Workers’ Comp Payments for Dispatcher’s Mental Injury Claim Disputed in Court
Oft forgotten when we think of first responders are the people at the other end of the 9-1-1 call who dispatch services to the emergency callers. Not only responsible for gathering information and sending police, ambulances or otherwise to the correct locations, dispatchers are also the first point of contact a scared individual speaks to for help.
Oftentimes, these callers are distraught, requiring a gentle but firm voice on the other end of the line.
Mandy Tripp has worked as a dispatcher since 2002, taking calls, connecting them with the emergency and non-emergency lines, coordinating with police and fire departments and more.
In her estimations, she fields 50 to 200 calls on a given day.
On September 20, 2018, Tripp received an emergency call from a screaming mother. In the two minute and fifteen second call, Tripp learned that the woman’s baby had died due to a wound inflicted by a claw hammer.
She transferred the call to the appropriate escalation, but the woman’s screams continued to haunt her.
In her career, Tripp had only ever had three infant death calls, but this time, it was different. Tripp backed out of a training session with a new employee a week later, unable to sit through her day.
On October 8, 2018, Tripp told the company director of SECC she intended to begin counseling over the distressing call. Her first counseling session took place by October 16.
The counselor diagnosed Tripp with post-traumatic stress disorder and adjustment disorder with anxiety. Tripp filed an injury report and the paperwork for FMLA, effective through November 30 of that year.
Tripp continued counseling, but her symptoms worsened. Certain noises would trigger her anxiety; depression set in. Though she did have an upswing and was able to return to the job in December, she was not permitted to work overtime, per her doctors’ instructions. By mid 2019, Tripp was back to regular work.
Unfortunately, Tripp fielded another distressing call, in which a 14-year-old had committed suicide. The call triggered memories of the first, and Tripp began hearing the first mother’s screams in her head again.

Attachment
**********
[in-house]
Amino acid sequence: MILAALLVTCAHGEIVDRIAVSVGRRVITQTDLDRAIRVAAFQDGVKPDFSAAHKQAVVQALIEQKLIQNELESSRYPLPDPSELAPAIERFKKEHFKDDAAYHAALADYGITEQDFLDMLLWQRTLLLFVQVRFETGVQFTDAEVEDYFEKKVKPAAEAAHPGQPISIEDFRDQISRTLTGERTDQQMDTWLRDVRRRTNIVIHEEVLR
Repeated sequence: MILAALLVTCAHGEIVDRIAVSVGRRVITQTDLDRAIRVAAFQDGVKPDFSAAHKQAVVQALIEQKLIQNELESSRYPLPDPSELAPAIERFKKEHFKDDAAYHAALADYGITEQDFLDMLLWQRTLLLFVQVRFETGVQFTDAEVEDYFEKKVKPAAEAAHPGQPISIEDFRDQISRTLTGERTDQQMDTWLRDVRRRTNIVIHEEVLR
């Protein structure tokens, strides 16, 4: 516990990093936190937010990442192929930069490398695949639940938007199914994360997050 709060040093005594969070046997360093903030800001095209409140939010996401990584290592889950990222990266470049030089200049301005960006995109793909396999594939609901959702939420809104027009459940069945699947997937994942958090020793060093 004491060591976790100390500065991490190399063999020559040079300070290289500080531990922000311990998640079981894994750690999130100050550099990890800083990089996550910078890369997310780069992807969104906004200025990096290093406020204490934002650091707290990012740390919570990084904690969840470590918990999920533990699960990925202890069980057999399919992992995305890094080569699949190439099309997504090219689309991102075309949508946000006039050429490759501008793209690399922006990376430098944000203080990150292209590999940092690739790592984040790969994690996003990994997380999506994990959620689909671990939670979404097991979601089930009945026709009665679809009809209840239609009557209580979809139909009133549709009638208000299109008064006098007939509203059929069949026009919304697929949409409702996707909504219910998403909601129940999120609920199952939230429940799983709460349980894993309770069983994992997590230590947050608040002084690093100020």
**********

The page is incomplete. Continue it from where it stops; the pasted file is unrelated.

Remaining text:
She filed for workers’ compensation arising out of the incident but was denied.
The Iowa deputy commissioner ruled against Tripp in February 2020, noting Tripp presented a claim for a “mental-mental” injury, but her request for workers’ compensation for PTSD was not compensable under the state’s framework.
Tripp filed an application for a rehearing but was denied in March 2020. In November, the Workers’ Compensation Commissioner affirmed the decision. Tripp petitioned for judicial review.
The case escalated to the Supreme Court of Iowa, where the question of whether or not a mental injury is compensable under workers’ comp was called into play.
Reviewing past decisions by the court, the Supreme Court affirmed the standard for compensability of mental injuries is met when an employee establishes that the mental injury is “based on a manifest happening of a sudden traumatic nature from an unexpected cause or unusual strain.”
It reasoned that the clause regarding “unexpected strain” disfavored workers, such as Tripp, due to the very nature of her job addressing traumatic incidents. It reversed the lesser court’s ruling of denying Tripp benefits.
Scorecard: The court determined that in cases in which the mental injury is “based on a sudden traumatic event from an unexpected cause or unusual strain, legal causation is established without regard to the regular duties of the particular employee or other employees in similar positions.” Tripp is entitled to workers’ compensation.
Takeaway: Mental injury claims are not new, but they have become a prominent debate in workers’ compensation in recent years. To pay or not to pay for the mental claim: That truly is the question, and one that needs to be answered sooner rather than later in a claim lest a comp professional wishes to see the inside of a court room. &